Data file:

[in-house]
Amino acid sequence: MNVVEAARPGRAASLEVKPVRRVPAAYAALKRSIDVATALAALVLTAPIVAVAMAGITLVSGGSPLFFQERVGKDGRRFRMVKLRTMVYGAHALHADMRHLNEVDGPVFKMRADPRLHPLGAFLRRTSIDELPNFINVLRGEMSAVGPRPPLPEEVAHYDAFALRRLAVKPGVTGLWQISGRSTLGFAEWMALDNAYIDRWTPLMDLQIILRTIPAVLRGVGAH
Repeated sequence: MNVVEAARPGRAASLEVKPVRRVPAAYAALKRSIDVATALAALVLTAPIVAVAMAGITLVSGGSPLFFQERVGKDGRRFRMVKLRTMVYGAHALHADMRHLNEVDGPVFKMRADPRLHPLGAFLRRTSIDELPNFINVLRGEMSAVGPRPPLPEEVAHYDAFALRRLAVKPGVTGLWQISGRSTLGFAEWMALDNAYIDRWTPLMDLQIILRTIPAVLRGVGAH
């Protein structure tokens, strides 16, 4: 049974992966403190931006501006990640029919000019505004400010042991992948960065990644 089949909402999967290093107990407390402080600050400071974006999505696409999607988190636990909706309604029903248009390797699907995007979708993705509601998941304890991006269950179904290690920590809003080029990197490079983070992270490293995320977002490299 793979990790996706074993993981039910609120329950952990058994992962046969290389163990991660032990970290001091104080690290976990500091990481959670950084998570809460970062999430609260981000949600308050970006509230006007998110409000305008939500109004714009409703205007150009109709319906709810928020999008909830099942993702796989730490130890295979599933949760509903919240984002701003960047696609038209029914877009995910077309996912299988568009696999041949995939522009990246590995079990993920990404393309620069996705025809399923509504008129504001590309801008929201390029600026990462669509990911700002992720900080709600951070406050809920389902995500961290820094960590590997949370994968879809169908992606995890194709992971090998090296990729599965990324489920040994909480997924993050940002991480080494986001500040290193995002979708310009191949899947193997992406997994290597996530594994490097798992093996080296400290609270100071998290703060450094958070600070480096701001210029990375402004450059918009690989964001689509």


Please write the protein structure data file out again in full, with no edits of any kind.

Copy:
[in-house]
Amino acid sequence: MNVVEAARPGRAASLEVKPVRRVPAAYAALKRSIDVATALAALVLTAPIVAVAMAGITLVSGGSPLFFQERVGKDGRRFRMVKLRTMVYGAHALHADMRHLNEVDGPVFKMRADPRLHPLGAFLRRTSIDELPNFINVLRGEMSAVGPRPPLPEEVAHYDAFALRRLAVKPGVTGLWQISGRSTLGFAEWMALDNAYIDRWTPLMDLQIILRTIPAVLRGVGAH
Repeated sequence: MNVVEAARPGRAASLEVKPVRRVPAAYAALKRSIDVATALAALVLTAPIVAVAMAGITLVSGGSPLFFQERVGKDGRRFRMVKLRTMVYGAHALHADMRHLNEVDGPVFKMRADPRLHPLGAFLRRTSIDELPNFINVLRGEMSAVGPRPPLPEEVAHYDAFALRRLAVKPGVTGLWQISGRSTLGFAEWMALDNAYIDRWTPLMDLQIILRTIPAVLRGVGAH
């Protein structure tokens, strides 16, 4: 049974992966403190931006501006990640029919000019505004400010042991992948960065990644 089949909402999967290093107990407390402080600050400071974006999505696409999607988190636990909706309604029903248009390797699907995007979708993705509601998941304890991006269950179904290690920590809003080029990197490079983070992270490293995320977002490299 793979990790996706074993993981039910609120329950952990058994992962046969290389163990991660032990970290001091104080690290976990500091990481959670950084998570809460970062999430609260981000949600308050970006509230006007998110409000305008939500109004714009409703205007150009109709319906709810928020999008909830099942993702796989730490130890295979599933949760509903919240984002701003960047696609038209029914877009995910077309996912299988568009696999041949995939522009990246590995079990993920990404393309620069996705025809399923509504008129504001590309801008929201390029600026990462669509990911700002992720900080709600951070406050809920389902995500961290820094960590590997949370994968879809169908992606995890194709992971090998090296990729599965990324489920040994909480997924993050940002991480080494986001500040290193995002979708310009191949899947193997992406997994290597996530594994490097798992093996080296400290609270100071998290703060450094958070600070480096701001210029990375402004450059918009690989964001689509």